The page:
Should saving the planet be a romantic quest or a battle against evil? Photo: Getty
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Would climate change activists further their cause by switching from a narrative of doom to one of love?

Analysing the most effective genres of environmental storytelling.

“I want God, I want poetry, I want real danger, I want freedom, I want goodness, I want sin”, rails John the Savage in Brave New World.

The flawed hero of Aldous Huxley’s novel craves a world with its eyes open to the existence of awe and of suffering: two themes that have long formed the bedrock of faith and poetry. And, you can argue, the modern environmental movement. But, when it comes to climate change, which experience – love or pain – best galvanises us to take action?

Huxley’s novel recently found itself put to new use inside Tate Modern’s Turbine Hall. During an unauthorized, 25-hour, “occupation”, a group of climate activists scrawled passages from this, and a selection of other books, across the gallery’s hallowed floor. The words poured scorn on the Tate for accepting sponsorship from the fossil fuel industry, namely BP, and were thick and black with anger; a picket-line of text.

And yet, as the group paused to nurse babies, lay out sleeping bags, and share self-heating cans of Balti curry for tea, it was clear it wasn’t only anger they were advocating, but something softer too. “We wanted to make this protest more inclusive”, explains Ellen Booth, radical-knitter and press officer for LiberateTate and Greenpeace. “People can walk on it, talk to us; they can even join in if they want”.

Inclusivity sets the tone for this week’s two much-anticipated green events. This week, thousands gathered outside Westminster as part of the UK Climate Coalition’s mass lobby of MPs. Their appeals laid out the threat climate change poses to the things we hold most dear; a message Pope Francis echoes today in his historic encyclical to the world.

In this mix of carrots of care and sticks of suffering, it’s our love for nature that recent environmental campaigns have chosen to emphasise. Fictional idealists who call too much attention to the sticks, from Jon Snow to John the Savage, often meet with accordingly sticky ends. Environmental groups would like to avoid a similar fate. 

Take the new ITV advert just released by the Royal Society for the Protection of Birds. In this mini romantic quest, a boy befriends a frog in his barren backyard. He pines for the creature all day. And then, after a tip-off from an eldery nextdoor neighbour, re-finds him, along with a host of other animals, in the neighbour’s wildlife-friendly garden.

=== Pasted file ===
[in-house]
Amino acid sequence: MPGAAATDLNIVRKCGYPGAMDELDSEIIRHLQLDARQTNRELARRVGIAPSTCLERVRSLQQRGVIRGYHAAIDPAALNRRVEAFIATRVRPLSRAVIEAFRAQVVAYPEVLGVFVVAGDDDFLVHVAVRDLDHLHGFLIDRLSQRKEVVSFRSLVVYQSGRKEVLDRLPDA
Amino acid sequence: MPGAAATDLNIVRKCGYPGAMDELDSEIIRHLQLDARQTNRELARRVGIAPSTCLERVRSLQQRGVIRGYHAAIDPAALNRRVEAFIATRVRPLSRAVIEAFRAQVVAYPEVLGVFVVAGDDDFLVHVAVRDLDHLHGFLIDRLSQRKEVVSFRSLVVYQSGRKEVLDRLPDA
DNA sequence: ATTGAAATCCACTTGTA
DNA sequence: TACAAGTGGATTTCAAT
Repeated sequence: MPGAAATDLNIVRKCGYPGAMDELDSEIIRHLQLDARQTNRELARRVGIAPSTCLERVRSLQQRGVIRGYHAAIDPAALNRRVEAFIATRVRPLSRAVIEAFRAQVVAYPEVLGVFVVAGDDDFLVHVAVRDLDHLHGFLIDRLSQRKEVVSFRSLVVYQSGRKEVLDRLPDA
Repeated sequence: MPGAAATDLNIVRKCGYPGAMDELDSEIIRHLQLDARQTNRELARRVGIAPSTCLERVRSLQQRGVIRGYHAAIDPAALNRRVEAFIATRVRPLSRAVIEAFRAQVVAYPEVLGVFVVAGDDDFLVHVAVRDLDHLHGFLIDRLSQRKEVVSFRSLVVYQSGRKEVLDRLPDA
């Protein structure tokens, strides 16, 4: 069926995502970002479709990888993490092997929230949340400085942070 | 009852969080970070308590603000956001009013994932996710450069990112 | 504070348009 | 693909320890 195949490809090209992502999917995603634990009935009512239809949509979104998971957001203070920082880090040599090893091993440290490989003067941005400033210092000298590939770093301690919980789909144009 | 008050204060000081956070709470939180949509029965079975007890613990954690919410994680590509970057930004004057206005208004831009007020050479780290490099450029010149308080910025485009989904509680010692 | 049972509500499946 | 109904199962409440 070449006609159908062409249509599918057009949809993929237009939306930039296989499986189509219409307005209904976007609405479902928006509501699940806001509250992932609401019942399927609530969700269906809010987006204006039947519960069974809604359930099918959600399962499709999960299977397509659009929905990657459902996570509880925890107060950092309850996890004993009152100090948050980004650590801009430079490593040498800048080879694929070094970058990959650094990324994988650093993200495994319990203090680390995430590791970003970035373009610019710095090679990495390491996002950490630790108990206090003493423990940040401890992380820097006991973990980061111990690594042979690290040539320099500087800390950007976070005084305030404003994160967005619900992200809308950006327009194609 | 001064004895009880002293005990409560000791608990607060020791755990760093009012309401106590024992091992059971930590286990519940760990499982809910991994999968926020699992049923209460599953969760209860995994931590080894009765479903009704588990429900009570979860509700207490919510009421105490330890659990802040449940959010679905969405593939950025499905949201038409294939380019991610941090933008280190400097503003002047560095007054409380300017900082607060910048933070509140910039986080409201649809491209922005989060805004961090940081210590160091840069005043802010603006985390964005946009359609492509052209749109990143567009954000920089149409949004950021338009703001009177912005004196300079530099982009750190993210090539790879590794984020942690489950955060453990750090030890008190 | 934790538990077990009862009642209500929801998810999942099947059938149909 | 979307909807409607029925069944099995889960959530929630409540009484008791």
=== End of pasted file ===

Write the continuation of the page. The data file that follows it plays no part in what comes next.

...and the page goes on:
The film’s message, "Make a Home for Nature", is identical to the advert from 2013. Yet it’s delivery couldn't be more different.

The ominous orchestral soundtrack of the latter has been replaced with the light tinkle of guitar strums.

Our former star, a young girl, was a worried eco-warrior who created the change she wanted to see in her garden herself. In today’s version, the bumbling boy passively reaps the benefits of his older neighbour's efforts. If he has more to learn and further to come in order to transform his own garden as well, at least the journey he faces appears more inviting. Both children clearly share a love for nature, but practising it, for the boy, feels like it could be easier.

Shifts from narratives of criticism and catastrophe to those of hope suggest campaigners are learning the lessons of cultural psychology: that the more we dwell on experiences of happiness, love and awe, the more we are inspired to altruism.

And also, as Yale’s Cultural Cognition Project has shown, our different value systems pre-dispose us to different kinds of care. People with strong “communitarian and “egalitarian” worldviews are more likely to believe in, and support action on, climate change. While those with “hierarchical” and “individualistic” ideologies may bristle at calls to dismantle the fossil fuels industry, or provide more financial aid for the world’s poor. 

Effecting real change will need everyone on board. The UK Climate Coalition, an umbrella organization for over 100 groups, has therefore made an effort to court this more diverse audience. Their heart-shaped logo and their slogan, “Speak Up for the love of …. all the things we care about”, is deliberately open-ended. It invites readers to fill in the blank with their own, personal, passions: be they skiing or skylarks.